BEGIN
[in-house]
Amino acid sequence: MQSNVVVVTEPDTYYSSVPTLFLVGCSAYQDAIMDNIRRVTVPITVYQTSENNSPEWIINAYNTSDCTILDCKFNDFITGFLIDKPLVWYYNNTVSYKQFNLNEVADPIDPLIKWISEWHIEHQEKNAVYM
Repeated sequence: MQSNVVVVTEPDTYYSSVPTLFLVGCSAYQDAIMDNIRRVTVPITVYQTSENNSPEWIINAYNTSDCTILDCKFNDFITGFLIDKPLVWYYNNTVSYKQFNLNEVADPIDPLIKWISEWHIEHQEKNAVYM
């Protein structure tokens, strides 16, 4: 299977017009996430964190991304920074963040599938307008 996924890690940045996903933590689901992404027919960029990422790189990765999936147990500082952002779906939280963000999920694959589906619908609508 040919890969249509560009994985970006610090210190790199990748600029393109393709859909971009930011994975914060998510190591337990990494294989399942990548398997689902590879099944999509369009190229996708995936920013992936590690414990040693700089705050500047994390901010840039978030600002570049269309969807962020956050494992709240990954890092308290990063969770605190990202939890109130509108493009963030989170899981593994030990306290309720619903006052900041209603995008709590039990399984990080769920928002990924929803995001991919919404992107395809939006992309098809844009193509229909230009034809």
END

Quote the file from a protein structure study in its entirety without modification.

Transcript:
[in-house]
Amino acid sequence: MQSNVVVVTEPDTYYSSVPTLFLVGCSAYQDAIMDNIRRVTVPITVYQTSENNSPEWIINAYNTSDCTILDCKFNDFITGFLIDKPLVWYYNNTVSYKQFNLNEVADPIDPLIKWISEWHIEHQEKNAVYM
Repeated sequence: MQSNVVVVTEPDTYYSSVPTLFLVGCSAYQDAIMDNIRRVTVPITVYQTSENNSPEWIINAYNTSDCTILDCKFNDFITGFLIDKPLVWYYNNTVSYKQFNLNEVADPIDPLIKWISEWHIEHQEKNAVYM
């Protein structure tokens, strides 16, 4: 299977017009996430964190991304920074963040599938307008 996924890690940045996903933590689901992404027919960029990422790189990765999936147990500082952002779906939280963000999920694959589906619908609508 040919890969249509560009994985970006610090210190790199990748600029393109393709859909971009930011994975914060998510190591337990990494294989399942990548398997689902590879099944999509369009190229996708995936920013992936590690414990040693700089705050500047994390901010840039978030600002570049269309969807962020956050494992709240990954890092308290990063969770605190990202939890109130509108493009963030989170899981593994030990306290309720619903006052900041209603995008709590039990399984990080769920928002990924929803995001991919919404992107395809939006992309098809844009193509229909230009034809």